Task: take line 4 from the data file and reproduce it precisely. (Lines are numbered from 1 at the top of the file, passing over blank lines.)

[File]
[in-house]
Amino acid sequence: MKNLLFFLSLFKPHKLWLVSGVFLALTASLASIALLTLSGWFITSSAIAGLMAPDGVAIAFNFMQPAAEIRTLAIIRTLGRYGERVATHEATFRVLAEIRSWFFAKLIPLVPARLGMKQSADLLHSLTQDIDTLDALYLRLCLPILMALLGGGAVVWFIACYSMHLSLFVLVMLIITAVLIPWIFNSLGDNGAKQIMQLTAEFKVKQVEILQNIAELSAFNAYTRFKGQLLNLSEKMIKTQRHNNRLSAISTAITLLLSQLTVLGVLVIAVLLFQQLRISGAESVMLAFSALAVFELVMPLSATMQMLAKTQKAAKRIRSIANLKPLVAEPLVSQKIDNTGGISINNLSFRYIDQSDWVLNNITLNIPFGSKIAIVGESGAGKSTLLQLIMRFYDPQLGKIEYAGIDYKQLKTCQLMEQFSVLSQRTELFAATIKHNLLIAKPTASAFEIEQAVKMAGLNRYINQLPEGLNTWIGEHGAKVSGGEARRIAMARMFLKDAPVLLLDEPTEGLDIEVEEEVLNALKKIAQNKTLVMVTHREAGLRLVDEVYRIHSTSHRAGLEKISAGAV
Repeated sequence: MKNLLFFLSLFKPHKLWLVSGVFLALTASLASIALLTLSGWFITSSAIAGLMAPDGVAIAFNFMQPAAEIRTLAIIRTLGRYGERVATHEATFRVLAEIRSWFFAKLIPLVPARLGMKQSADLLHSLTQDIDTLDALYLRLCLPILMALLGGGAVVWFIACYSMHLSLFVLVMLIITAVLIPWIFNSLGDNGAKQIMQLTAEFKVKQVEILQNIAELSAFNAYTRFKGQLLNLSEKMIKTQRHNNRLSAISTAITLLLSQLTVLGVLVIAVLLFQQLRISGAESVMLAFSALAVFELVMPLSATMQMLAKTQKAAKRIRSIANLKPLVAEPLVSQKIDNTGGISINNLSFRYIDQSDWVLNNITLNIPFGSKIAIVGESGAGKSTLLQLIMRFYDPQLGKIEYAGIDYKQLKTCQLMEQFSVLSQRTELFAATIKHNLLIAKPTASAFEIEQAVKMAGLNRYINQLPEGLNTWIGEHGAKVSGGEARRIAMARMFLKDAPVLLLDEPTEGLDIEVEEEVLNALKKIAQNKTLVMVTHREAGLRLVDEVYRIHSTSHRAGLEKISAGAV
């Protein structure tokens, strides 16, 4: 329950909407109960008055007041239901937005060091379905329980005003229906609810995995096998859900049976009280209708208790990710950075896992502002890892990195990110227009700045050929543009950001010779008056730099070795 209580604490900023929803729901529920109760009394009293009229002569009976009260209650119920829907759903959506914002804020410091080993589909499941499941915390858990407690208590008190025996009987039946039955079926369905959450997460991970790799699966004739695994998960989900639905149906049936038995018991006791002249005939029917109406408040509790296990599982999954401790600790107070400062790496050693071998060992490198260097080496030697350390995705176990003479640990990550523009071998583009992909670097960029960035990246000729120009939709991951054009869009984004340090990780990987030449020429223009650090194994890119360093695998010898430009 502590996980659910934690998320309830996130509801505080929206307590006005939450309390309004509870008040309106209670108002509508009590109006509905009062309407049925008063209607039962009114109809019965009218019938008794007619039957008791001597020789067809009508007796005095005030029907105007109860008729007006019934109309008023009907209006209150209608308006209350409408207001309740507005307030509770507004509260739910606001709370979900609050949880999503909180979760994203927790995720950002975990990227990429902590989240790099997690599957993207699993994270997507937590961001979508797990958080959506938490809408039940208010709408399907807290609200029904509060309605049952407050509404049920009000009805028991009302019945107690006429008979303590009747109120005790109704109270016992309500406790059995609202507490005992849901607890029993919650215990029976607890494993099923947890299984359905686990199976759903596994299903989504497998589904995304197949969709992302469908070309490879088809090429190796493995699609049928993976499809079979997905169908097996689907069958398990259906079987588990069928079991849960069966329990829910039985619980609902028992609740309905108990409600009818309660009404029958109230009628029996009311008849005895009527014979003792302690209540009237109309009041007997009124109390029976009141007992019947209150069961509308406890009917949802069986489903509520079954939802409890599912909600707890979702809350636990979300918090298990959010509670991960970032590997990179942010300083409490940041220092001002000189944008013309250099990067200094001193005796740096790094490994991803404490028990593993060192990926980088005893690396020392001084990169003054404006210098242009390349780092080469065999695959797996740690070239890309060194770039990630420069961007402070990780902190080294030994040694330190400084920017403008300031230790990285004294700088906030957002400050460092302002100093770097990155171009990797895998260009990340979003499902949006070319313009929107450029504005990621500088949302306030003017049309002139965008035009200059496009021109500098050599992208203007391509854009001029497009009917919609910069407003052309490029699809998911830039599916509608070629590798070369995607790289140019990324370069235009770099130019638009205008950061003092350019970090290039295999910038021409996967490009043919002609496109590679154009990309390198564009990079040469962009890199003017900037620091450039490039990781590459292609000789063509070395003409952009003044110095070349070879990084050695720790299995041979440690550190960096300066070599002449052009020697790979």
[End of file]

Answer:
């Protein structure tokens, strides 16, 4: 329950909407109960008055007041239901937005060091379905329980005003229906609810995995096998859900049976009280209708208790990710950075896992502002890892990195990110227009700045050929543009950001010779008056730099070795 209580604490900023929803729901529920109760009394009293009229002569009976009260209650119920829907759903959506914002804020410091080993589909499941499941915390858990407690208590008190025996009987039946039955079926369905959450997460991970790799699966004739695994998960989900639905149906049936038995018991006791002249005939029917109406408040509790296990599982999954401790600790107070400062790496050693071998060992490198260097080496030697350390995705176990003479640990990550523009071998583009992909670097960029960035990246000729120009939709991951054009869009984004340090990780990987030449020429223009650090194994890119360093695998010898430009 502590996980659910934690998320309830996130509801505080929206307590006005939450309390309004509870008040309106209670108002509508009590109006509905009062309407049925008063209607039962009114109809019965009218019938008794007619039957008791001597020789067809009508007796005095005030029907105007109860008729007006019934109309008023009907209006209150209608308006209350409408207001309740507005307030509770507004509260739910606001709370979900609050949880999503909180979760994203927790995720950002975990990227990429902590989240790099997690599957993207699993994270997507937590961001979508797990958080959506938490809408039940208010709408399907807290609200029904509060309605049952407050509404049920009000009805028991009302019945107690006429008979303590009747109120005790109704109270016992309500406790059995609202507490005992849901607890029993919650215990029976607890494993099923947890299984359905686990199976759903596994299903989504497998589904995304197949969709992302469908070309490879088809090429190796493995699609049928993976499809079979997905169908097996689907069958398990259906079987588990069928079991849960069966329990829910039985619980609902028992609740309905108990409600009818309660009404029958109230009628029996009311008849005895009527014979003792302690209540009237109309009041007997009124109390029976009141007992019947209150069961509308406890009917949802069986489903509520079954939802409890599912909600707890979702809350636990979300918090298990959010509670991960970032590997990179942010300083409490940041220092001002000189944008013309250099990067200094001193005796740096790094490994991803404490028990593993060192990926980088005893690396020392001084990169003054404006210098242009390349780092080469065999695959797996740690070239890309060194770039990630420069961007402070990780902190080294030994040694330190400084920017403008300031230790990285004294700088906030957002400050460092302002100093770097990155171009990797895998260009990340979003499902949006070319313009929107450029504005990621500088949302306030003017049309002139965008035009200059496009021109500098050599992208203007391509854009001029497009009917919609910069407003052309490029699809998911830039599916509608070629590798070369995607790289140019990324370069235009770099130019638009205008950061003092350019970090290039295999910038021409996967490009043919002609496109590679154009990309390198564009990079040469962009890199003017900037620091450039490039990781590459292609000789063509070395003409952009003044110095070349070879990084050695720790299995041979440690550190960096300066070599002449052009020697790979």